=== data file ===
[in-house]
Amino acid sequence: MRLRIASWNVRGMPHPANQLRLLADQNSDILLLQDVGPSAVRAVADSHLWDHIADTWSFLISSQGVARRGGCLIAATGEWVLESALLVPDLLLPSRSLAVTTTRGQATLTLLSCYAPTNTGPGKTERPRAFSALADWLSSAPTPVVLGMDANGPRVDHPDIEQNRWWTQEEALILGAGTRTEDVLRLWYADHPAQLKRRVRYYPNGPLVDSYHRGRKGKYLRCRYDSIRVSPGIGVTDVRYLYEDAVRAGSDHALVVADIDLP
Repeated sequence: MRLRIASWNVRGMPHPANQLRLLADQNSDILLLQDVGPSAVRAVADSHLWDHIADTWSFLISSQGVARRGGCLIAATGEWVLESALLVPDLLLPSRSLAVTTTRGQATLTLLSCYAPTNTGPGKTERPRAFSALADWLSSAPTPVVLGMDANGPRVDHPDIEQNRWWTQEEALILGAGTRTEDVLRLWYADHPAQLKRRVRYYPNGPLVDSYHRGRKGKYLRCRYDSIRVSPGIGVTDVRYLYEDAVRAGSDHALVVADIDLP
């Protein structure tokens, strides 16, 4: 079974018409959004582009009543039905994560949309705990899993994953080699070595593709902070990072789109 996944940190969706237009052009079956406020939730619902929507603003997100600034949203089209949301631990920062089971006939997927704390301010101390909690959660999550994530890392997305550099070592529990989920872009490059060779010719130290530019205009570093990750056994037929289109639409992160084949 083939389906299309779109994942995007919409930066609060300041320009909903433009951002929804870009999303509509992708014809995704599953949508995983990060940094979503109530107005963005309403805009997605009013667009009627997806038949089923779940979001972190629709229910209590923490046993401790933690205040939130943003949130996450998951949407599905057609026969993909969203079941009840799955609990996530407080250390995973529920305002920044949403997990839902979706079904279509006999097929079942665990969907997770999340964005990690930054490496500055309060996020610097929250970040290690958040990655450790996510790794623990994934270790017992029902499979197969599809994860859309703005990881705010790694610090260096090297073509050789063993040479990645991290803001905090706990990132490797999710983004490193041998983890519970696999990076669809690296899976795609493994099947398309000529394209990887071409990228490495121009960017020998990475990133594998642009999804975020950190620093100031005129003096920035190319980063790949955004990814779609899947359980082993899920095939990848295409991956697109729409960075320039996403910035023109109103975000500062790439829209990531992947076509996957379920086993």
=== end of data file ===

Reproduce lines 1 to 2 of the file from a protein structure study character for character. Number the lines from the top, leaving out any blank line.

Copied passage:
[in-house]
Amino acid sequence: MRLRIASWNVRGMPHPANQLRLLADQNSDILLLQDVGPSAVRAVADSHLWDHIADTWSFLISSQGVARRGGCLIAATGEWVLESALLVPDLLLPSRSLAVTTTRGQATLTLLSCYAPTNTGPGKTERPRAFSALADWLSSAPTPVVLGMDANGPRVDHPDIEQNRWWTQEEALILGAGTRTEDVLRLWYADHPAQLKRRVRYYPNGPLVDSYHRGRKGKYLRCRYDSIRVSPGIGVTDVRYLYEDAVRAGSDHALVVADIDLP